The announcer says you are limited to two carry on items, and they have to fit certain size parameters. It’s really pretty common knowledge, and they tell you before boarding the plane.

Southwest Airlines has a unique boarding system. You can sit anywhere you want, but you have to board in order. It works well. If you are in the “A” group you can get a window or an isle seat pretty easily. If you’re in the “C” group, you’re guaranteed a middle seat.

By the time the “C” group boards, it’s gridlock on the loading ramp. Why? Because the “A” & “B” passengers filled every single cubic inch of the overhead bins with crap they never took out once. Everyone else had to check their baggage, and we had to take time for that, on every single flight.

The announcer says, “We are overbooked. Every seat is full.” They offered $300 to three passengers to get bumped to a later flight. When we get on the plane the crew says, “There are only middle seats left, grab the first available one.”

So why is there always some douchebag (always a man) who hunches over his phone with his head against the front seat and refuses to look up? He’s trying not to look at the guy standing next to him who needs that vacant seat. He just knows the steward is lying and there will be one vacant seat, and he’s going to make sure it’s next to him.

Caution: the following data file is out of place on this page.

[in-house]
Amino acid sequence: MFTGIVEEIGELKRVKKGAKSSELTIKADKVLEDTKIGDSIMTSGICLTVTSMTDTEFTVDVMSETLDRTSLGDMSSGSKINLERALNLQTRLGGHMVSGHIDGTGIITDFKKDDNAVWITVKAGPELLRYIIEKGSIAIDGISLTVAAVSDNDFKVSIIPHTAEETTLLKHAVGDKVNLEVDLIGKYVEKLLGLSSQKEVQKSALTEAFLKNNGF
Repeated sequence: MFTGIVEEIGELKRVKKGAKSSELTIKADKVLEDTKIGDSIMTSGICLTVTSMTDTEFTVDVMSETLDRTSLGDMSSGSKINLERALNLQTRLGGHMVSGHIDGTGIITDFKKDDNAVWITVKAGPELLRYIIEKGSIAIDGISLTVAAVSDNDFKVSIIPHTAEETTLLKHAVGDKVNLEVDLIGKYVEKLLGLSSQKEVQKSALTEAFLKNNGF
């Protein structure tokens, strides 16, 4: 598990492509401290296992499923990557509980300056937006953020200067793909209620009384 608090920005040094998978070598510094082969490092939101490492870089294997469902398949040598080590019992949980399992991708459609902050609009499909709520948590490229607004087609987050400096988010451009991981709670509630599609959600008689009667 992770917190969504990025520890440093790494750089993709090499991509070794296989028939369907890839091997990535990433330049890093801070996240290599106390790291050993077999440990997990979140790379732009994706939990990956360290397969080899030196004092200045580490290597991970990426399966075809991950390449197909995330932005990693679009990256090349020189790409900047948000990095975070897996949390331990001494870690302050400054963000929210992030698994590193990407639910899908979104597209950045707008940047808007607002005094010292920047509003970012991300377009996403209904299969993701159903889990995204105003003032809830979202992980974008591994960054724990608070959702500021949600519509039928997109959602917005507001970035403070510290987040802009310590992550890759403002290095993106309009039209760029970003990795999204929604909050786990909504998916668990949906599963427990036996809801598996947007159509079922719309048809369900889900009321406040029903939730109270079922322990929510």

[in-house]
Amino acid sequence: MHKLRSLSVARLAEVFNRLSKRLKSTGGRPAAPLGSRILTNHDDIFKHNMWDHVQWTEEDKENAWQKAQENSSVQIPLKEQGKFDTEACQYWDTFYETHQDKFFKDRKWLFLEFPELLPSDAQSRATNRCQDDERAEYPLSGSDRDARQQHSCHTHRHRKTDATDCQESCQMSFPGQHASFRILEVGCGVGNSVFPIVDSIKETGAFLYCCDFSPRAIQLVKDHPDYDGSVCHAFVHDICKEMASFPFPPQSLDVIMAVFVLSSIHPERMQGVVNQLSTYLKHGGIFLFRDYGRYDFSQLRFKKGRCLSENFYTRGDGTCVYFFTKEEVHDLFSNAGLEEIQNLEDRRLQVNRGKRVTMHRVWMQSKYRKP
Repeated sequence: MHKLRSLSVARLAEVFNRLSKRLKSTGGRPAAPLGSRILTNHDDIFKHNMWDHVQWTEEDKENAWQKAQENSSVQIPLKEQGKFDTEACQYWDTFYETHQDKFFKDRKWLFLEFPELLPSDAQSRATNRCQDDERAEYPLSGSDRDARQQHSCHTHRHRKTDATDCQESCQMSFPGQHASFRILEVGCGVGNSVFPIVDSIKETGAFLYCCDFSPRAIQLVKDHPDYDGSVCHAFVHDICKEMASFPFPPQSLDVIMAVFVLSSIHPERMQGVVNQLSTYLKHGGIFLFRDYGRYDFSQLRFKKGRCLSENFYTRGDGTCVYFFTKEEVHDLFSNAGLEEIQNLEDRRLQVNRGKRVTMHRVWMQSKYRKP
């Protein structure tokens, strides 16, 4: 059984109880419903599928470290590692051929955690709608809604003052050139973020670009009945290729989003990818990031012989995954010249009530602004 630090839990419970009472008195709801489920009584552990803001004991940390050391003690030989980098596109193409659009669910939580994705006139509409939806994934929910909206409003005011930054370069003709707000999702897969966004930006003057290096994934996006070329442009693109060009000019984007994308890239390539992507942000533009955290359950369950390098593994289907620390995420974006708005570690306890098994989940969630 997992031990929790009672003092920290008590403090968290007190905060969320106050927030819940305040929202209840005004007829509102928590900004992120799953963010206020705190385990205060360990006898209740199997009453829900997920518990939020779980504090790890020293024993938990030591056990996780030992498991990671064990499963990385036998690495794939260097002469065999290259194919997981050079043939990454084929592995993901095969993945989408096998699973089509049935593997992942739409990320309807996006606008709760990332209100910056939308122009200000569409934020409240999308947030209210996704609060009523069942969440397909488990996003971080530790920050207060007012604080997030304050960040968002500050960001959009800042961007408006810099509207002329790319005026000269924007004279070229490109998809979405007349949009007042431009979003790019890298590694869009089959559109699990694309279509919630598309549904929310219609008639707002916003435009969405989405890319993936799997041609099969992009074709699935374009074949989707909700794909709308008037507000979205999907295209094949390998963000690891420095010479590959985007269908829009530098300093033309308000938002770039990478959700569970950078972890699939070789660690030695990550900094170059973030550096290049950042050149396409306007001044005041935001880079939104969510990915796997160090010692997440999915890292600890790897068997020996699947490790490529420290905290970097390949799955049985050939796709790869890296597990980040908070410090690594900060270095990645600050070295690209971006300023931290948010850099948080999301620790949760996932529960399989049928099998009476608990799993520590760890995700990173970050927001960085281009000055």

I looked at this guy with disdain, and he never looked up. The guy in the next row stood and gestured, so I sat down there. I took great glee when the stewardess tapped the douchebag on the shoulder, made him get up, and seated a 400 pound guy next to him. I hope the douchebag was uncomfortable for the entire flight. I hope the big guy got sweat all over him too.

There is always a woman who refuses to do the “airplane mode” thing with her phone. Whenever the stewardess walks by, she turns it face down in her lap and smiles. What is the deal with that?

When we got off, there was always someone who stored her life’s possessions in an overhead bin that was ten rows behind where she sat. Rather than wait for the plane to empty to the point where she could get her bags, she insisted on swimming upstream against the flow of humanity to retrieve her bag and get off the plane first. She could have sat back down and let the other folks get out of the way. Nope, the world has to stop for her.